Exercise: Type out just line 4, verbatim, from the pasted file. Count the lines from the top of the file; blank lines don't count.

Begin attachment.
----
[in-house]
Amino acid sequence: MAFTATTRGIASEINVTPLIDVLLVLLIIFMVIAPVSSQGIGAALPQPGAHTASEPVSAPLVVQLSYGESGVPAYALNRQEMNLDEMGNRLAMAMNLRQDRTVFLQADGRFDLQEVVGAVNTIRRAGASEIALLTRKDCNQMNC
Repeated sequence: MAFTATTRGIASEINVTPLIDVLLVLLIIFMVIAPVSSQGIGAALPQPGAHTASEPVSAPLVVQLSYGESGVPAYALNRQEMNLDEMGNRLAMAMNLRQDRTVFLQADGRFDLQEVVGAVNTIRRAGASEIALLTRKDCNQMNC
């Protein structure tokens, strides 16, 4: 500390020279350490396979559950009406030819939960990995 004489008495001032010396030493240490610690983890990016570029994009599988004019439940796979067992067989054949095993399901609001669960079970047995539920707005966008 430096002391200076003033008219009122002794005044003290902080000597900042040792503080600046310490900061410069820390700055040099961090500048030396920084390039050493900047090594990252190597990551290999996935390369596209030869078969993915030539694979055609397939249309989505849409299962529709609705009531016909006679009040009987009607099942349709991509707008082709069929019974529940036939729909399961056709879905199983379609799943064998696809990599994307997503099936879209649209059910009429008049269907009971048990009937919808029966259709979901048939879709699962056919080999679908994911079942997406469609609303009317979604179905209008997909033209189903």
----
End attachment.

């Protein structure tokens, strides 16, 4: 500390020279350490396979559950009406030819939960990995 004489008495001032010396030493240490610690983890990016570029994009599988004019439940796979067992067989054949095993399901609001669960079970047995539920707005966008 430096002391200076003033008219009122002794005044003290902080000597900042040792503080600046310490900061410069820390700055040099961090500048030396920084390039050493900047090594990252190597990551290999996935390369596209030869078969993915030539694979055609397939249309989505849409299962529709609705009531016909006679009040009987009607099942349709991509707008082709069929019974529940036939729909399961056709879905199983379609799943064998696809990599994307997503099936879209649209059910009429008049269907009971048990009937919808029966259709979901048939879709699962056919080999679908994911079942997406469609609303009317979604179905209008997909033209189903």